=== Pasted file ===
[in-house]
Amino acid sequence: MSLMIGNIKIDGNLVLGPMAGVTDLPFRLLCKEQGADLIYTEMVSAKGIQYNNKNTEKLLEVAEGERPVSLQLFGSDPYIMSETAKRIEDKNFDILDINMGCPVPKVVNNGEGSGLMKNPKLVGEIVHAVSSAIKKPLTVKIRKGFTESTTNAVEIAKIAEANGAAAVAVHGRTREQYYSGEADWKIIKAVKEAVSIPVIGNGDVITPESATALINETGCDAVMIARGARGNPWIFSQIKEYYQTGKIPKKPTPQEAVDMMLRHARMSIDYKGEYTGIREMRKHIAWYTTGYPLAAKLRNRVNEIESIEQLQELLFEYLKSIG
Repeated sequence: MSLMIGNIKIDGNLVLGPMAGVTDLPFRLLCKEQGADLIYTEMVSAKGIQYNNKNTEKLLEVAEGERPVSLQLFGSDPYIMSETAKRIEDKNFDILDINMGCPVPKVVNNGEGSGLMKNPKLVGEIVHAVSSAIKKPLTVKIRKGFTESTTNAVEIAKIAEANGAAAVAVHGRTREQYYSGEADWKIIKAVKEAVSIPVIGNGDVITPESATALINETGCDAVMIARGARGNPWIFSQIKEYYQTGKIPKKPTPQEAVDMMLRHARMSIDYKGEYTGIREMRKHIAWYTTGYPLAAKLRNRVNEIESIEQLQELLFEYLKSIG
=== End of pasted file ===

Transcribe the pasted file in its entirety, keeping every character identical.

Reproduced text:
[in-house]
Amino acid sequence: MSLMIGNIKIDGNLVLGPMAGVTDLPFRLLCKEQGADLIYTEMVSAKGIQYNNKNTEKLLEVAEGERPVSLQLFGSDPYIMSETAKRIEDKNFDILDINMGCPVPKVVNNGEGSGLMKNPKLVGEIVHAVSSAIKKPLTVKIRKGFTESTTNAVEIAKIAEANGAAAVAVHGRTREQYYSGEADWKIIKAVKEAVSIPVIGNGDVITPESATALINETGCDAVMIARGARGNPWIFSQIKEYYQTGKIPKKPTPQEAVDMMLRHARMSIDYKGEYTGIREMRKHIAWYTTGYPLAAKLRNRVNEIESIEQLQELLFEYLKSIG
Repeated sequence: MSLMIGNIKIDGNLVLGPMAGVTDLPFRLLCKEQGADLIYTEMVSAKGIQYNNKNTEKLLEVAEGERPVSLQLFGSDPYIMSETAKRIEDKNFDILDINMGCPVPKVVNNGEGSGLMKNPKLVGEIVHAVSSAIKKPLTVKIRKGFTESTTNAVEIAKIAEANGAAAVAVHGRTREQYYSGEADWKIIKAVKEAVSIPVIGNGDVITPESATALINETGCDAVMIARGARGNPWIFSQIKEYYQTGKIPKKPTPQEAVDMMLRHARMSIDYKGEYTGIREMRKHIAWYTTGYPLAAKLRNRVNEIESIEQLQELLFEYLKSIG